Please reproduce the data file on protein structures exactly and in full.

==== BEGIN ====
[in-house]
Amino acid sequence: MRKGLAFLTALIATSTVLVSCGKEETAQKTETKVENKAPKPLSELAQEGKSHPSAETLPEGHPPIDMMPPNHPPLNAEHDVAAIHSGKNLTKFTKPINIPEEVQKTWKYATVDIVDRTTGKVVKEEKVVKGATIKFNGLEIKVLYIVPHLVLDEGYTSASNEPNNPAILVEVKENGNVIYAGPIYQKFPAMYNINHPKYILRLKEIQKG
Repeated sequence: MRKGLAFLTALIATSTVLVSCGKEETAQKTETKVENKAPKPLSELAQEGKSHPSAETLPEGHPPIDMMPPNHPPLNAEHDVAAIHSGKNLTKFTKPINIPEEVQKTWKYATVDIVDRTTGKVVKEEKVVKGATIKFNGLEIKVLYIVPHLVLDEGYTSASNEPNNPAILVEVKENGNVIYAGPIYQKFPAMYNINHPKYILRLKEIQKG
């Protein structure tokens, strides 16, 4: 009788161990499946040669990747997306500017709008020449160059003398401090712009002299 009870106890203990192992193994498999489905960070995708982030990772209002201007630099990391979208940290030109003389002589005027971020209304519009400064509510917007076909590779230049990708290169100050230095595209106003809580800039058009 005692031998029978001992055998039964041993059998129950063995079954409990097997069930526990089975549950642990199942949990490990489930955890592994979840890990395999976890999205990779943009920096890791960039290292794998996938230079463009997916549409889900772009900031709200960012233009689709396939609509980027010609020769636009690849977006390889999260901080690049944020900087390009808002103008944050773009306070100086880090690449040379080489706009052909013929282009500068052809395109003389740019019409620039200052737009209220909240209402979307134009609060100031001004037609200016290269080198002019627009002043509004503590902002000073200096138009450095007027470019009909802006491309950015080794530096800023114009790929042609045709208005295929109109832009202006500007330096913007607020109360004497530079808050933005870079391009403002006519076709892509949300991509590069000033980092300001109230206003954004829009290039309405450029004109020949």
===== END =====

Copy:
[in-house]
Amino acid sequence: MRKGLAFLTALIATSTVLVSCGKEETAQKTETKVENKAPKPLSELAQEGKSHPSAETLPEGHPPIDMMPPNHPPLNAEHDVAAIHSGKNLTKFTKPINIPEEVQKTWKYATVDIVDRTTGKVVKEEKVVKGATIKFNGLEIKVLYIVPHLVLDEGYTSASNEPNNPAILVEVKENGNVIYAGPIYQKFPAMYNINHPKYILRLKEIQKG
Repeated sequence: MRKGLAFLTALIATSTVLVSCGKEETAQKTETKVENKAPKPLSELAQEGKSHPSAETLPEGHPPIDMMPPNHPPLNAEHDVAAIHSGKNLTKFTKPINIPEEVQKTWKYATVDIVDRTTGKVVKEEKVVKGATIKFNGLEIKVLYIVPHLVLDEGYTSASNEPNNPAILVEVKENGNVIYAGPIYQKFPAMYNINHPKYILRLKEIQKG
């Protein structure tokens, strides 16, 4: 009788161990499946040669990747997306500017709008020449160059003398401090712009002299 009870106890203990192992193994498999489905960070995708982030990772209002201007630099990391979208940290030109003389002589005027971020209304519009400064509510917007076909590779230049990708290169100050230095595209106003809580800039058009 005692031998029978001992055998039964041993059998129950063995079954409990097997069930526990089975549950642990199942949990490990489930955890592994979840890990395999976890999205990779943009920096890791960039290292794998996938230079463009997916549409889900772009900031709200960012233009689709396939609509980027010609020769636009690849977006390889999260901080690049944020900087390009808002103008944050773009306070100086880090690449040379080489706009052909013929282009500068052809395109003389740019019409620039200052737009209220909240209402979307134009609060100031001004037609200016290269080198002019627009002043509004503590902002000073200096138009450095007027470019009909802006491309950015080794530096800023114009790929042609045709208005295929109109832009202006500007330096913007607020109360004497530079808050933005870079391009403002006519076709892509949300991509590069000033980092300001109230206003954004829009290039309405450029004109020949």